The Rhetoric of Modern Democratic Revolutions
4028 Vilas Hall
T/Th – 1:00PM – 2:15 PM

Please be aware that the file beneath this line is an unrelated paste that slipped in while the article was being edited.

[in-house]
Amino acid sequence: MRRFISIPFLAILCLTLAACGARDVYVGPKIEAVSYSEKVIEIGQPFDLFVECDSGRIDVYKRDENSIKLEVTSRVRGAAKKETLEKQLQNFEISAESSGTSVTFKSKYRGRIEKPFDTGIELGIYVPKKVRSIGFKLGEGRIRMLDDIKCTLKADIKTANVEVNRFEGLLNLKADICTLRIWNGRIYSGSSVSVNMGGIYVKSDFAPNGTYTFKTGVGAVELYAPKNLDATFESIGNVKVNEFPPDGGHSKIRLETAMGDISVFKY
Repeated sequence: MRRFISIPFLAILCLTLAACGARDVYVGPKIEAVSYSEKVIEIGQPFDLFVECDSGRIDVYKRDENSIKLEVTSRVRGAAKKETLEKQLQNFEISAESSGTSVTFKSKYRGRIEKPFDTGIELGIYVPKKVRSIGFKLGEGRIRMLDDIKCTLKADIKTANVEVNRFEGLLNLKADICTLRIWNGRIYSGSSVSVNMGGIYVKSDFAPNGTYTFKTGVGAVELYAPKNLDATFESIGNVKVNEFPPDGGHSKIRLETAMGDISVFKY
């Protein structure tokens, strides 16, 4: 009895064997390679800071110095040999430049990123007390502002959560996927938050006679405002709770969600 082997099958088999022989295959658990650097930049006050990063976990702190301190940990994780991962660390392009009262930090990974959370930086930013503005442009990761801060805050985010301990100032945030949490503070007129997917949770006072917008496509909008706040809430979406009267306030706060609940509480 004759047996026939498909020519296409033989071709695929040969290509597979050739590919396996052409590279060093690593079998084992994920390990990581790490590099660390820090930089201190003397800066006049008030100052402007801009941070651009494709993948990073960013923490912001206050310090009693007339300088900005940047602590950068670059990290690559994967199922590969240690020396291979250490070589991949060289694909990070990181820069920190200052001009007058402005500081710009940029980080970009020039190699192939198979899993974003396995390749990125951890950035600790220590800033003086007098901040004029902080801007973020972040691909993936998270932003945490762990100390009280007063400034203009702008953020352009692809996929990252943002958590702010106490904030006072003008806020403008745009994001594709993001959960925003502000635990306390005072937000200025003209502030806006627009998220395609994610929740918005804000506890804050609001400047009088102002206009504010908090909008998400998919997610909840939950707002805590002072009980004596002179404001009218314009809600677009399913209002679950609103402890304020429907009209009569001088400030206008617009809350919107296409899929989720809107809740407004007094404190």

This course will explore the ideas and rhetoric of the democratic mass movements that have played a defining role in the making of our modern world, examining the imagery, speeches and symbolic actions shared by democratic revolutions on five continents over the span of a century. Taking a comparative approach, it will trace links from Gandhi’s influence on Martin Luther King, Jr., to the impact of the US Civil Rights Movement on the ‘people power’ revolutions of the past three decades, ending with the recent uprisings in the Arab world and new social movements at home. In pursuit of this inquiry, the course will examine a range of political discourse, from the soaring speeches of key leaders to pivotal acts of defiance. Class discussions will study their mobilizing impact in each movement as well as the power of iconic moments to inspire similar actions elsewhere in the world. The course will also allow students to study the role of different media in transforming public and counter-public within and outside democratic movements. Finally, it will help students begin to look critically at the role of different forms of rhetoric in driving or derailing popular movements to help make sense of successes, failures, and transformations that otherwise defy easy assessment.